Happy new year! I recently took my first menswear sewing class which focused on cutting, sewing and finishing a men's dress shirt. The class ended last month and here's the result - a shirt made from inexpensive cotton shirting sourced in NYC's Garment District ($2/yard) and constructed after many hours in front of a cutting table and sewing machine:
Overall, it is a decent first attempt but the shirt could certainly stand to improve in a few areas in terms of the collar, cuffs and plackets.
The process of making a shirt was a fascinating, humbling and often frustrating experience but enormously insightful. The frustration lay almost entirely in the mechanical realm (i.e. using manual, industrial sewing machines) as well as the proper order and placement of key pieces before sewing.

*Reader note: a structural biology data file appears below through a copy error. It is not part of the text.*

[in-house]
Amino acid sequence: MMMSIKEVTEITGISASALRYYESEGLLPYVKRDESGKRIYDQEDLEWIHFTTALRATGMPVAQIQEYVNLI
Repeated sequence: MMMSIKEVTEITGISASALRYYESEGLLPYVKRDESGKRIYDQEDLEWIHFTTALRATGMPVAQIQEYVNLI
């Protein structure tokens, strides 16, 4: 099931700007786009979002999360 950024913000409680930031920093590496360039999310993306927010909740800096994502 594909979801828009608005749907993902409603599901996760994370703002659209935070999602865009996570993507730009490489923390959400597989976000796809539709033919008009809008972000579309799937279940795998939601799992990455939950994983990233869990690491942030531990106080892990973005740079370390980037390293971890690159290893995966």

The specific insight I gained is entirely a function of the process and struggle to produce a finished product. I learned the maker knows something the consumer lacks. In other words, if you haven't constructed a garment (or product) from start to finish, you may know less about quality or value in clothing than you think you do. Put another way, as long there is a person involved in the manufacturing process, there will always be someone else who knows more about quality than the consumer.